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    Volume 9 Issue 33| August 13 , 2010|

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On the Road

Tamanna Khan

The spokes of the wheels go round and round on winding highways, by the green hillocks, past the border guards, the Great Walls by their side, whispering the tales of the ancient-- past the rows of wind energy plants, stretching to the distance, the long shadows of the arid lands, the plain of Mongolia, the clouds of Vietnam, the ruins of Cambodia, the high-rises of Singapore, the soft-scented smell of Thai food, the beaches of Malaysia and then the halts for a moment at a small green land in South Asia, Bangladesh.

Ahn Hyoill and Sangeun Ahn, two young travellers from South Korea, have set out on a journey across the world on bicycles. Six years back, Ahn Hyoill, a photographer of KBC, a Korean online TV channel, met short-film and documentary filmmaker Sangeun Ahn, who told him stories of India, Nepal and South East Asia after coming back from a short trip there. The stories stirred the quiescent traveller inside Hyoill and he wanted to join Sangeun in his next trips. Soon the two started to talk about a world tour but there was this age-old barrier of funding which the meagre savings from their current professions wouldn't meet. Sanguen then came up with the idea of cycling because it would eliminate transportation cost and the expense of a hotel. “That was the first time we talked about travelling the world by bicycle,” reflects Hyoill. So they started calling up different organisations for sponsorship, saying that they would make promotional videos for their products. Soon they started to receive responses from companies such as Adidas, Olympus, Columbia and Scott; some sponsoring their travelling equipment, some bicycles, video camera and other necessities. However, financially they were on their own; each friend contributing $10,000 towards the start-up amount with a plan to retain the expenditure, on an average, to $5 per day. Since the sum they gathered would not be enough to cover the entire trip, the two friends planned to earn the rest during their stay in Europe where friends and contacts might help them to find jobs.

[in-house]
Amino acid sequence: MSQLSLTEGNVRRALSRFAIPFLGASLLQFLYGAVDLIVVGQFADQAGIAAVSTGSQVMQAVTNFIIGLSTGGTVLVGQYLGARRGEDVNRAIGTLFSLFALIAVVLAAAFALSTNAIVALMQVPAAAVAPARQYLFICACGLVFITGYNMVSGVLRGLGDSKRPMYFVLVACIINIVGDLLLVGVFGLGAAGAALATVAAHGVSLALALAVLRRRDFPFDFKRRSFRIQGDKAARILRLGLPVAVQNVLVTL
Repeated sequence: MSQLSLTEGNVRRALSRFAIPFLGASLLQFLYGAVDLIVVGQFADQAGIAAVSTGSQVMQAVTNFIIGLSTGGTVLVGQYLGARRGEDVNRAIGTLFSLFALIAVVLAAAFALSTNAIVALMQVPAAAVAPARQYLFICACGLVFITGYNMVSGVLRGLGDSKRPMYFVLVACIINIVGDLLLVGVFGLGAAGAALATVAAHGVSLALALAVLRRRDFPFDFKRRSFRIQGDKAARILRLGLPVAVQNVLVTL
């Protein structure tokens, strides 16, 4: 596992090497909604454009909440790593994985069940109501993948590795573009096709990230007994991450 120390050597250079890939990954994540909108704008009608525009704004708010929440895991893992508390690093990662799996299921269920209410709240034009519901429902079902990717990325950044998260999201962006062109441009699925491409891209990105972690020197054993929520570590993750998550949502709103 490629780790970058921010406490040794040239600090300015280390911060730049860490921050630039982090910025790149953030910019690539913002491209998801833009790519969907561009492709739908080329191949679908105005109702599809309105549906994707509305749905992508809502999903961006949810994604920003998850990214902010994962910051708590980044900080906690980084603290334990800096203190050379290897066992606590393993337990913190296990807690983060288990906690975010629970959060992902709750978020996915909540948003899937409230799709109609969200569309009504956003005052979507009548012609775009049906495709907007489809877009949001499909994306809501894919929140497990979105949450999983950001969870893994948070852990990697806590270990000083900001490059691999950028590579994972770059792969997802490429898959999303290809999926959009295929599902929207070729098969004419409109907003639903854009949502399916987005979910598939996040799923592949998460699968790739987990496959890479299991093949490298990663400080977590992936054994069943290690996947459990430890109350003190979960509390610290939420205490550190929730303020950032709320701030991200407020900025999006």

The motto behind this tour is to explore the world, see the people and the different cultures. However they are also travelling for another very important cause. Sanguen, being a financial sponsor of Plan International Child, China, contacted the organisation with a proposal of promoting their activities in the different countries across the planet. “We hope to make a documentary on the difficulties children face in many places of the world, which will be uploaded on the Plan website,” says Hyoill.

“In Korea people do not know the outside reality. They have no idea of the difficulties children in Bangladesh, children in Cambodia face; they do not really know how these poor children live their life. It is a small thing, but we just want to help Plan's activities,” he adds. Sanguen and Hyoill intend to visit Plan International's regional office in Dinajpur during their stay in Bangladesh.

The motto of the tour is getting to know
different cultures.